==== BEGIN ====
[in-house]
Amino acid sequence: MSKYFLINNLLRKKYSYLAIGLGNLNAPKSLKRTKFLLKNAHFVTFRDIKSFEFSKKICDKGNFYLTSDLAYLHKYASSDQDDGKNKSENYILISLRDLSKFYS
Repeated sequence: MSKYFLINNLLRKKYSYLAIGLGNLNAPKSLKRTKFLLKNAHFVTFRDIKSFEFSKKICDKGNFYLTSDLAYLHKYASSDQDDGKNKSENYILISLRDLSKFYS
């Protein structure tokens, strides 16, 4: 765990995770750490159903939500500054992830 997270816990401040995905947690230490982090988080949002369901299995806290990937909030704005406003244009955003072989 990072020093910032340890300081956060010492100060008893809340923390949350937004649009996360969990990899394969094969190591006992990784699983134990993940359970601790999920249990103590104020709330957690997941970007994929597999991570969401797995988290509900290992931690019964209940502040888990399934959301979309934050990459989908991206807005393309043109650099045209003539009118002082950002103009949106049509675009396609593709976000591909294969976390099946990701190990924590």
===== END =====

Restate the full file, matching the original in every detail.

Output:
[in-house]
Amino acid sequence: MSKYFLINNLLRKKYSYLAIGLGNLNAPKSLKRTKFLLKNAHFVTFRDIKSFEFSKKICDKGNFYLTSDLAYLHKYASSDQDDGKNKSENYILISLRDLSKFYS
Repeated sequence: MSKYFLINNLLRKKYSYLAIGLGNLNAPKSLKRTKFLLKNAHFVTFRDIKSFEFSKKICDKGNFYLTSDLAYLHKYASSDQDDGKNKSENYILISLRDLSKFYS
């Protein structure tokens, strides 16, 4: 765990995770750490159903939500500054992830 997270816990401040995905947690230490982090988080949002369901299995806290990937909030704005406003244009955003072989 990072020093910032340890300081956060010492100060008893809340923390949350937004649009996360969990990899394969094969190591006992990784699983134990993940359970601790999920249990103590104020709330957690997941970007994929597999991570969401797995988290509900290992931690019964209940502040888990399934959301979309934050990459989908991206807005393309043109650099045209003539009118002082950002103009949106049509675009396609593709976000591909294969976390099946990701190990924590």